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Gamma-Ray Burst Early Optical Afterglow Modelling

Harrison, RM (2014) Gamma-Ray Burst Early Optical Afterglow Modelling. Doctoral thesis, Liverpool John Moores University.

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We discuss the evolution of a relativistic outflow responsible for producing the emission associated with GRBs. We investigate how afterglows are produced in the inter- action between the outflow and the ambient medium. Understanding the properties of the outflow from afterglow emission can be coupled with information obtained from the prompt component to constrain the magnetisation of the outflow. We analytically and numerically evaluate the relative strength of the reverse shock emission as the out- flow propagates into either a wind or ISM -type environment. We find that previous estimates of magnetisation based on the relative strength of forward and reverse shock emission had been underestimated by up to a factor of 100. We then apply our revised magnetisation estimate to a sample of 10 GRBs and find that 5 of the 10 events can be described by the ISM model. As recent studies have indicated that the fraction of en- ergy stored in the magnetic fields are small, our findings would suggest that the ejecta is driven by thermal pressure. Finally we consider how inhomogeneities present in the outflow can lead to variations in the very early afterglow. Considering small gradi- ent in the ejecta density profile modifies the rising index of the afterglow and can be equivalent to changing the dimensionless parameter ξ by a factor of 2. Uncertainties in determining the width of the ejecta present difficulties in understanding the distribution of GRBs afterglow rising index.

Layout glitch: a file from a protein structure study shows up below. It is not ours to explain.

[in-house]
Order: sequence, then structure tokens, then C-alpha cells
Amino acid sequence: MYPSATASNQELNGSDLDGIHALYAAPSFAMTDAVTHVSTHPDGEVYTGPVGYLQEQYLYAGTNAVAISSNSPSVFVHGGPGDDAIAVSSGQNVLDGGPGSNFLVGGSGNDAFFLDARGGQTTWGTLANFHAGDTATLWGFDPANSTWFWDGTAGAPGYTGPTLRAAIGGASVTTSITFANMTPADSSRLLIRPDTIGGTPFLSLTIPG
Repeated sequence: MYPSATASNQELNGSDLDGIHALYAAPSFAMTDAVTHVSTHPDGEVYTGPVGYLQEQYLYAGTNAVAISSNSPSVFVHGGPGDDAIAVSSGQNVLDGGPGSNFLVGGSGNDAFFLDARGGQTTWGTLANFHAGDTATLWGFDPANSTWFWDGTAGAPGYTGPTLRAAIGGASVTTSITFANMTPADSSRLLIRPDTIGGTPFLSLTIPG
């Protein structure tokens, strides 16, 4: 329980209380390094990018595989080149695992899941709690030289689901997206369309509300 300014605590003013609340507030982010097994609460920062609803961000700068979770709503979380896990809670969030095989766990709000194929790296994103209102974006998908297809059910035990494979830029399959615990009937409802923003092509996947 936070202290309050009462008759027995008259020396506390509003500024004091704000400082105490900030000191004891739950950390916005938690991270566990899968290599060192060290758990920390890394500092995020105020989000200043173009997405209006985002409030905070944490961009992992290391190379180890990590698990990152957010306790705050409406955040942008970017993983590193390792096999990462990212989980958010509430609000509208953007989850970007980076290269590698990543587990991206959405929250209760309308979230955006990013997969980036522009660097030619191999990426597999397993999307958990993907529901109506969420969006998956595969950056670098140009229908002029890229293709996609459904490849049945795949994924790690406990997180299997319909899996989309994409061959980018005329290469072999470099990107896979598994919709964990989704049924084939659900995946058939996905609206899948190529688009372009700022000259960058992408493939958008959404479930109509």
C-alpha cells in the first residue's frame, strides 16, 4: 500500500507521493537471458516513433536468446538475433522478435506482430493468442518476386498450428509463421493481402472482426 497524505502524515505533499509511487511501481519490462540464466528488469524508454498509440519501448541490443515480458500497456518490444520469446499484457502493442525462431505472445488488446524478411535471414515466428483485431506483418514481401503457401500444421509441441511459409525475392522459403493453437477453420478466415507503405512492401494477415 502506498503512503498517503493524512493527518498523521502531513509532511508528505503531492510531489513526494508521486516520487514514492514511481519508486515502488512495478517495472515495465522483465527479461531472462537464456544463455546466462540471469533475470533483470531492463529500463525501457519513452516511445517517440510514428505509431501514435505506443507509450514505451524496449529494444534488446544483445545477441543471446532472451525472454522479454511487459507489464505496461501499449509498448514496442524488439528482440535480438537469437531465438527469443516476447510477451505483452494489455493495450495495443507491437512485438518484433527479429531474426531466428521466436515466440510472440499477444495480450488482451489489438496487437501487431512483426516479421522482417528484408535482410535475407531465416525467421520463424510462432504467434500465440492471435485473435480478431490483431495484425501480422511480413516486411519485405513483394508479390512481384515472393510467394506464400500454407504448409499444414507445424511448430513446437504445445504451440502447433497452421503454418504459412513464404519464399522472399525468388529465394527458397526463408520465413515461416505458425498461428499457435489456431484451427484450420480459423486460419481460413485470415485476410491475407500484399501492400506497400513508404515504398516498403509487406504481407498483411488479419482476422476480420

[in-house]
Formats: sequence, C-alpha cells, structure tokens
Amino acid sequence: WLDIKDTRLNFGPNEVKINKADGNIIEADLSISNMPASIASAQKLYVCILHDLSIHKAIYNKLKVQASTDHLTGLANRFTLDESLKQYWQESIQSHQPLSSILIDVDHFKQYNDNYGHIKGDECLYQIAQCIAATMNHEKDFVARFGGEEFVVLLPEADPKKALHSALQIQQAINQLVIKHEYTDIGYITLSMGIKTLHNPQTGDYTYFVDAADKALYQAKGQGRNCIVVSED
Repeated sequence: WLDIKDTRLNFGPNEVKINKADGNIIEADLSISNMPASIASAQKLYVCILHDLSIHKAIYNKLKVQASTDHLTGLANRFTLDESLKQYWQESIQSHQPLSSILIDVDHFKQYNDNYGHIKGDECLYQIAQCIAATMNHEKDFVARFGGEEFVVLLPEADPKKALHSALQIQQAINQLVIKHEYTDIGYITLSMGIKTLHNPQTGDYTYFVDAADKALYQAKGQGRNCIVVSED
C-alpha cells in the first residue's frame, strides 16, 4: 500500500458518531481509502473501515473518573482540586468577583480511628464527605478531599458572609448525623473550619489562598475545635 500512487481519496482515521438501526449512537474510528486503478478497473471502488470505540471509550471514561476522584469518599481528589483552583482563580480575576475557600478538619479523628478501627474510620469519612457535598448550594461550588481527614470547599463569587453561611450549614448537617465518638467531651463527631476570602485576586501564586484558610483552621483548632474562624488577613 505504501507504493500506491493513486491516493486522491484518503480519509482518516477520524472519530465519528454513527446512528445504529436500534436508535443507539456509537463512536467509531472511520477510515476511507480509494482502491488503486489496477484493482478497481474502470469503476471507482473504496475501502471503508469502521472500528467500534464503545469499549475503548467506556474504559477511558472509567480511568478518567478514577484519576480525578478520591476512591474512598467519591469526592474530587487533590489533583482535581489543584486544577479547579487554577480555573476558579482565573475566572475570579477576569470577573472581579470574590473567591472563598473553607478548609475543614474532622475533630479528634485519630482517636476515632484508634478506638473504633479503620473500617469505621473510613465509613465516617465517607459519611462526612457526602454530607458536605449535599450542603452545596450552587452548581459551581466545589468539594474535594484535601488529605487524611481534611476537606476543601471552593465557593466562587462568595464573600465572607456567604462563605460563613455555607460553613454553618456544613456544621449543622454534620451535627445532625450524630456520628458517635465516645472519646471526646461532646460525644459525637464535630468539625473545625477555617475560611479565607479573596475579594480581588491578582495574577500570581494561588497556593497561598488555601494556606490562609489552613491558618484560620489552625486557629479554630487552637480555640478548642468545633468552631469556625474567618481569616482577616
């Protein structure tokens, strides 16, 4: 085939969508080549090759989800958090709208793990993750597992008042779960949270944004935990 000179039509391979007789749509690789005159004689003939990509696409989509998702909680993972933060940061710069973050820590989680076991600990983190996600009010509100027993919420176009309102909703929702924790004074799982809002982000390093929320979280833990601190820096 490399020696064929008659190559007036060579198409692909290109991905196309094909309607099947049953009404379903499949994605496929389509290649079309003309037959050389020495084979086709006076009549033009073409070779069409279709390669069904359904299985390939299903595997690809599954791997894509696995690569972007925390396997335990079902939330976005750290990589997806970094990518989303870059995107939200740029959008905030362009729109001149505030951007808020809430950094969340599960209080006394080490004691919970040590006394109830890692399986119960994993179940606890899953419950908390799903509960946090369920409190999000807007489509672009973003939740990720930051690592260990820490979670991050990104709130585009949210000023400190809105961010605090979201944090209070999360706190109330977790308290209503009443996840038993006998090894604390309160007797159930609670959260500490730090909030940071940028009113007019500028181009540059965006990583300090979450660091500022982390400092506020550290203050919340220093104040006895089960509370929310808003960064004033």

Item Type: Thesis (Doctoral)
Uncontrolled Keywords: Gamma-Ray Bursts -- Hydrodynamics -- Magnetic Fields -- Jets and Outflows
Subjects: Q Science > QB Astronomy
Divisions: Astrophysics Research Institute
Date Deposited: 03 Nov 2016 16:08
Last Modified: 03 Sep 2021 23:26
DOI or ID number: 10.24377/LJMU.t.00004425
Supervisors: Kobayashi, Shiho and James, Phil
URI: https://researchonline.ljmu.ac.uk/id/eprint/4425
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